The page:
We are getting more and more requests to perform a search to gather all emails on a particular topic and provide those results to a group of people. From the TechNet article referenced below, these are some of the reasons why you might find a need to search across mailboxes in Exchange.
- Legal discovery Complying with legal discovery requests for messaging records is one of the most important tasks for organizations involved in lawsuits. Without a dedicated tool, searching messaging records within several mailboxes that may reside in different mailbox databases can be a time-consuming and resource-intensive task. Using Multi-Mailbox Search, you can search a large volume of e-mail messages stored in mailboxes across one or more Exchange 2010 servers, and possibly in different locations.
- Internal investigations Multi-Mailbox Search can help you facilitate requests from managers or legal departments as part of internal investigations.
- Human Resources monitoring Multi-Mailbox Search can help you facilitate HR requests, such as standard e-mail monitoring requirements or a specific search.
Exchange has this functionality if you own the Exchange Enterprise CALS for all of the mailboxes on the server. The steps involved are these:
- Create a Discovery Search mailbox. This mailbox will hold the search results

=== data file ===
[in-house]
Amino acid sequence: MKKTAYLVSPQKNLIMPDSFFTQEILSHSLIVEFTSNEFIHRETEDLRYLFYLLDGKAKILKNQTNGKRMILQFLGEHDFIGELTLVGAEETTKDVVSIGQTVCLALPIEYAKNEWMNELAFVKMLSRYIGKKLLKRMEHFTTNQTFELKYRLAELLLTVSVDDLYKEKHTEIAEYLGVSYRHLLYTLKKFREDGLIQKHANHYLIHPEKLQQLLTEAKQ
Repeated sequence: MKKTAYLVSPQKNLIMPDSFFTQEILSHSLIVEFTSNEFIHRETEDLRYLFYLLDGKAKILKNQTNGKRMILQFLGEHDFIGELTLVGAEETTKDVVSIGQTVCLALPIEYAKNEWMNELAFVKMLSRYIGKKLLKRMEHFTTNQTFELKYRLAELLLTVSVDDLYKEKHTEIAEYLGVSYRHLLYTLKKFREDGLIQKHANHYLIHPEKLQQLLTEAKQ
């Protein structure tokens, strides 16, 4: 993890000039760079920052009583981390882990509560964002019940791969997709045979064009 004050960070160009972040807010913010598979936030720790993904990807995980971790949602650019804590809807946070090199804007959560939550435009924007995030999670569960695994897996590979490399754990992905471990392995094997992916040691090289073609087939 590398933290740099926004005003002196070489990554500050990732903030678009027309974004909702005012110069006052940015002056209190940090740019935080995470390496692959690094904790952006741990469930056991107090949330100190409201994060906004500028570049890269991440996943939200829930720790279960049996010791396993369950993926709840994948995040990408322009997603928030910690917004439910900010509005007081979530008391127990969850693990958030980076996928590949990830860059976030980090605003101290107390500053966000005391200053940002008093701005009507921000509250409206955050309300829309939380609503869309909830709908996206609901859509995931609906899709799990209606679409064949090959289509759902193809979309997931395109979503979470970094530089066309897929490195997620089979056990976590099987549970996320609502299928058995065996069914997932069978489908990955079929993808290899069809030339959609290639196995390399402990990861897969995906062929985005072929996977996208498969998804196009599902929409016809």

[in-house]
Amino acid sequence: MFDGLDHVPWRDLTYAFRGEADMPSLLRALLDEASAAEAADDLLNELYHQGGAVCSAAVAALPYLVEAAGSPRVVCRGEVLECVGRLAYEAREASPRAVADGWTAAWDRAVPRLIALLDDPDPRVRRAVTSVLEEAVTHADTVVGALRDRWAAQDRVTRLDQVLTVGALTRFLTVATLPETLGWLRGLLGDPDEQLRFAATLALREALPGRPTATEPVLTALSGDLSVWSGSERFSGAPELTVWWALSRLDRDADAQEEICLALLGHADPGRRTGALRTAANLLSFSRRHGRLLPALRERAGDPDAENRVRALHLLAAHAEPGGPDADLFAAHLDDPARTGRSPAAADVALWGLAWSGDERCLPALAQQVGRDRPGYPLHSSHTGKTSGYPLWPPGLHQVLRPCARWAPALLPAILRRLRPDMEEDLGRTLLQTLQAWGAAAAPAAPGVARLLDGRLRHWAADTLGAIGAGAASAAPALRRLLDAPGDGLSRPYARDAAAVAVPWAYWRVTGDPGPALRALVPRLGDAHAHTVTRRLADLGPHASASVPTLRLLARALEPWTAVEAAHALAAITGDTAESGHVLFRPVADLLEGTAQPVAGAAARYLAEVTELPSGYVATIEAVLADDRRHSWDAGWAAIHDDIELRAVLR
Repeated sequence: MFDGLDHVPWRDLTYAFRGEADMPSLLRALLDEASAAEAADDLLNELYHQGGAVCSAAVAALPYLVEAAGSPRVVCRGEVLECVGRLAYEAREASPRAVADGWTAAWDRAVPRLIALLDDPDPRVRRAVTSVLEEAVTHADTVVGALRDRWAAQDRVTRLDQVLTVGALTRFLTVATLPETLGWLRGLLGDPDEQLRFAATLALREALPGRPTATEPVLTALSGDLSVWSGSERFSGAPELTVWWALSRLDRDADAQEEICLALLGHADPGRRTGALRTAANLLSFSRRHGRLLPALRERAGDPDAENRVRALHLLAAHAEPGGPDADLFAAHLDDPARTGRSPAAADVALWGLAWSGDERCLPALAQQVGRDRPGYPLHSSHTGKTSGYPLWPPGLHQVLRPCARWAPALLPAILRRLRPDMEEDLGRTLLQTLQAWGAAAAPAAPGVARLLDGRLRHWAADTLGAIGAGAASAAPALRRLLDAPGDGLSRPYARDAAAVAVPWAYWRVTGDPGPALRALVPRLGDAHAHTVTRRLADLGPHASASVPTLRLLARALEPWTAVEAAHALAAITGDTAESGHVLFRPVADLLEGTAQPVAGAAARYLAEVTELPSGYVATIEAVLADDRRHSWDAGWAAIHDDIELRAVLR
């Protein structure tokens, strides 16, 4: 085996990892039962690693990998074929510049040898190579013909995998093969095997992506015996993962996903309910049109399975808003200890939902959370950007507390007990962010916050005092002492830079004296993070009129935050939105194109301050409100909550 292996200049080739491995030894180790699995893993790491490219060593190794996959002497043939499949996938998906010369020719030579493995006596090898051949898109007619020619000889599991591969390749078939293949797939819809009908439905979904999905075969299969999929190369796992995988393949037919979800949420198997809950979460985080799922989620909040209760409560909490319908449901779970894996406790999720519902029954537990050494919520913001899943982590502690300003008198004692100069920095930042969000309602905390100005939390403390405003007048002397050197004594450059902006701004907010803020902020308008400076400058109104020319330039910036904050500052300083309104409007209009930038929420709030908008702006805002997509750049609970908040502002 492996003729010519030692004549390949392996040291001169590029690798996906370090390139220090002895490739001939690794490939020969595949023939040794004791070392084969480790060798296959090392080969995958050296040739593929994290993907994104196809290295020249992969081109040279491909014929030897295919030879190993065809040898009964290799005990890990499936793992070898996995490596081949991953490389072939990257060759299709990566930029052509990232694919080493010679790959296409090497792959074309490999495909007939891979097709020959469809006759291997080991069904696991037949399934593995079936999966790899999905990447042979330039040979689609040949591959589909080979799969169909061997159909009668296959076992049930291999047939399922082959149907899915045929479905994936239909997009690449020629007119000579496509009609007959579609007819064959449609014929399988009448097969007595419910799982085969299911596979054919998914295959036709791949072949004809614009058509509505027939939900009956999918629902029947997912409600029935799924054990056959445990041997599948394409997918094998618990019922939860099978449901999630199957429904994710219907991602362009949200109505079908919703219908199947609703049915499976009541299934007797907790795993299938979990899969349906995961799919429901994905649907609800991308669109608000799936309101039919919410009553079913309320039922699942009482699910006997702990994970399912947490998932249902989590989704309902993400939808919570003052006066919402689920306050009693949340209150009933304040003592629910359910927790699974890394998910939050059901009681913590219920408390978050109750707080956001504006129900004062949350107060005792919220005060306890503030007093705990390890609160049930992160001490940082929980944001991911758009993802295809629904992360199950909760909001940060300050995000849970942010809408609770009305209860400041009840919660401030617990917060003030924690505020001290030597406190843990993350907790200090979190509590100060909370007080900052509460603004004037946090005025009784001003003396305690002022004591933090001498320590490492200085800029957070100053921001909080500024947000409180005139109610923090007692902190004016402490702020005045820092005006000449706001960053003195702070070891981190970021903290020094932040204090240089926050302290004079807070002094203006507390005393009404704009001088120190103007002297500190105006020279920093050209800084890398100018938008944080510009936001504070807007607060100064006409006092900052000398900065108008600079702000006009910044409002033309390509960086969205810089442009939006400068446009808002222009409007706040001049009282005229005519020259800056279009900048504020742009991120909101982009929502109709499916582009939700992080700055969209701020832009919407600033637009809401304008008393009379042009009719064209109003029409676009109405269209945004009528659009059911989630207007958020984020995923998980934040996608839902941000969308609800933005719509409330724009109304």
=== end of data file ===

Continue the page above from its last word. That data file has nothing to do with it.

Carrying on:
- Enter your search criteria and run it
- Assign Full Mailbox permissions to the people that need to see the results and assist the users in adding the discovery search mailbox to Outlook
The search can get very granular, permissions can get very complex and there are a ton of options with which to run this process. I’m going to show a basic search which is what you will use in most cases. If you’d like to get into the nitty gritty TechNet is your best source. Start here: http://technet.microsoft.com/en-us/library/dd335072(v=exchg.141).aspx
For your ordinary search needs…
1. Create a Discovery Search Mailbox. This is a powershell only item. The command is New-Mailbox “Discovery Mailbox1” –Discovery –UserPrincipalName “firstname.lastname@example.org” Where Discovery Mailbox1 is the name that you want to call this mailbox by. I often use the date or in a recent the case, the name of the project that we wanted to gather up all emails from. What ever you name it, just make sure that it is obvious to all parties what it is. UserPrinicipalName is the name of the user for this mailbox. In Exchange every mailbox must have a user, this command will create the user for you in AD. I suggest naming the user the same as the discovery mailbox.
You will get a result from PowerShell like the one below.
And in Exchange you will now see the new mailbox. This mailbox has a 50GB quota by default. Keep that in mind as you are performing the search. May G-D have mercy on your soul and those of the people that have to read the search results if the mailbox exceeds 50GB. I wouldn’t wish the fate of having to read that much email on my worst enemy.
Screenshots from http://theucguy.net/discovery-mailbox-in-exchange-2010/